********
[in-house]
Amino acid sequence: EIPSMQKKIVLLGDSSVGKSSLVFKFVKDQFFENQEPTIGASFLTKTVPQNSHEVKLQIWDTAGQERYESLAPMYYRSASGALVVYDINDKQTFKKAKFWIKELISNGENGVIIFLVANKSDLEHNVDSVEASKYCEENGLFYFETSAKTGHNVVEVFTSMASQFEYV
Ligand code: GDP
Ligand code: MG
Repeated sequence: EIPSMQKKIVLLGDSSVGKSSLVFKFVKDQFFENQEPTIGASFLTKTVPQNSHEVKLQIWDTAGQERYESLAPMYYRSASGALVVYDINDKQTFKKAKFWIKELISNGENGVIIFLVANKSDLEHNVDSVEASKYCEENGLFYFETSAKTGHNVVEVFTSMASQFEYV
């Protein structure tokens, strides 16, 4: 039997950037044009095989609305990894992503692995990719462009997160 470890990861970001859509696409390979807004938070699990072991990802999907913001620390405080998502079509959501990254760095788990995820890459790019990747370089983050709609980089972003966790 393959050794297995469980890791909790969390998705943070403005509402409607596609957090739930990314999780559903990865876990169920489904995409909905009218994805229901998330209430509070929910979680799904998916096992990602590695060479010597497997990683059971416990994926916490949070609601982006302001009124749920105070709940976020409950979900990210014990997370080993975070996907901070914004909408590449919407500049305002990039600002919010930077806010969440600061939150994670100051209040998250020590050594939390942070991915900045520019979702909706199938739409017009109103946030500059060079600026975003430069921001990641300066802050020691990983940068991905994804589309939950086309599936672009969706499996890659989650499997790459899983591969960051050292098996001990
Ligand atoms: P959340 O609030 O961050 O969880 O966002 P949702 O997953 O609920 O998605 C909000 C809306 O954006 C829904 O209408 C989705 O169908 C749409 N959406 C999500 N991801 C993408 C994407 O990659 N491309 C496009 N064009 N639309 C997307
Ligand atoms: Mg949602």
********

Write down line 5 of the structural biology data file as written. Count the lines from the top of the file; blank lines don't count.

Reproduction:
Repeated sequence: EIPSMQKKIVLLGDSSVGKSSLVFKFVKDQFFENQEPTIGASFLTKTVPQNSHEVKLQIWDTAGQERYESLAPMYYRSASGALVVYDINDKQTFKKAKFWIKELISNGENGVIIFLVANKSDLEHNVDSVEASKYCEENGLFYFETSAKTGHNVVEVFTSMASQFEYV